Tombstone Tuesday: George C. Marsh

by Laurel | April 24th, 2012

These photos are from a series taken about 14 years ago in Forestdale cemetery (as usual, click to see a larger version).

George C. Marsh, Forestdale Cemetery

George C. Marsh, Forestdale Cemetery

George C. Marsh, Forestdale

George C. Marsh, Forestdale

When I began to seek out information on George C. Marsh the most confusing part was trying to learn his actual birth and death dates. The detail image on the right reads (from the memorial plaque with the bugle): “George C. Marsh, 1846 – 1899, A hero of the Civil War.” However George C. Marsh actually died 26 November 1900. His obituary from the Springfield Republican published on Tuesday, November 27 reads:

George Marsh, 52, died suddenly early yesterday morning from an intestinal trouble which had its origin in the civil war, in which Mr. Marsh was a volunteer. He was a well-known produce dealer and a member of Kilpatrick Grand Army post and of he Knights of Pythias. He leaves a widow and one son. The funeral will be held at the house to-morrow afternoon at 2. Connecticut Valley knights of Pythias will have charge of the funeral exercises and all the members have been requested to meet at the lodge room tomorrow at 1. The Grand Army will also be represented.

Additionally, from the 31 May 1901 Springfield Republican is a Memorial Day edition listing those who had died during the previous year and first mentioned is “George C. Marsh, 54, Co. H. 1st United States cavalry, bugler, died November 26, 1900.”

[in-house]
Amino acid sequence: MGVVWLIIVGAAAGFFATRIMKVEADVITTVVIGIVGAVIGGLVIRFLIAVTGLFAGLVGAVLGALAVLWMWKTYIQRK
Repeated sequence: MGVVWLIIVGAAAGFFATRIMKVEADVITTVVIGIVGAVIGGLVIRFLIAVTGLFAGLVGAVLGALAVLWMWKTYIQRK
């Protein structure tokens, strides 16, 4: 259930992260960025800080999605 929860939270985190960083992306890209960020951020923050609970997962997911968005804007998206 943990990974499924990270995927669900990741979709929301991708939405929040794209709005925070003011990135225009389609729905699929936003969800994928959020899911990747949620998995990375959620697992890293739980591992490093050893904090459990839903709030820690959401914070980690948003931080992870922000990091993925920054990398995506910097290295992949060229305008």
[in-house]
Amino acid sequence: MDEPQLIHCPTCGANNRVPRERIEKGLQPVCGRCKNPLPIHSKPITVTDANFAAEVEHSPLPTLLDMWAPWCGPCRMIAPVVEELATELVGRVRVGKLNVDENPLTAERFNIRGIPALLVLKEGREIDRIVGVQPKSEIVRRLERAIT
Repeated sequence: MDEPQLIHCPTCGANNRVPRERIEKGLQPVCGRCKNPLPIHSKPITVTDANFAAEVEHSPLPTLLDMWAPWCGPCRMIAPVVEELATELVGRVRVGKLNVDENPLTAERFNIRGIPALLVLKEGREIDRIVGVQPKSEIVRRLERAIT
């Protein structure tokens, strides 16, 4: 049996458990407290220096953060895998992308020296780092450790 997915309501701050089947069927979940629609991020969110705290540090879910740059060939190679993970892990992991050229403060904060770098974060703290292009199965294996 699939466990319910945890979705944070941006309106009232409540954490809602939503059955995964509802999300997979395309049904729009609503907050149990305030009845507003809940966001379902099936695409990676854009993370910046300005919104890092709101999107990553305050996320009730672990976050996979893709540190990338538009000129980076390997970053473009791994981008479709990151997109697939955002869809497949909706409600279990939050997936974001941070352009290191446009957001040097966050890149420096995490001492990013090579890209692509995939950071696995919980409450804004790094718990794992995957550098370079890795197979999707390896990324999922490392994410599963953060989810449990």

Catherine E. Marsh, George C. Marsh’s widow, died on 14 January1915 after a 10-week illness. They have one surviving son. (From her obituary in The Springfield Republican)

From the Find-a-Grave website, there seem to be discrepancies in the entry:

Birth: Dec. 7, 1847
North Hadley
Hampshire County
Massachusetts, USA
Death: Nov. 26, 1899
Hampden County
Massachusetts, USA

The son of Colton MARSH and Eliza BARNUM, Private Marsh was a bugler for Company A of the US Cavalry who participated in 31 battles of the Civil War. He was mustered into service on 20 January 1862 at the age of 15. Wounded defending Washington DC at the Battle of Cedar Creek, Virginia, one of the last and most decisive of the war, he was discharged in 1865 at the age of 18.
Family links:


Catherine E Ward Marsh (1847 – 1915)*


Estella Belle Marsh (1869 – 1871)*

Having only looked briefly at George C. Marsh, I feel secure in saying his death year was 1900. I am guessing the plaque on his tombstone is off by one year in both birth and death — not an inexpensive correction to make. One assumes his widow, Catherine, must have been aware of the error, likely it would have been a costly fix. It does happen, I have seen plenty of errors in memorial inscriptions — misspelled names, wrong dates. One tombstone in Forestdale, that of my great uncle, is merely a marker — he is not actually buried there at all and the stone inscription says nothing of it. Which of course brings us full circle to the debate about accepting memorial inscriptions as a primary source.

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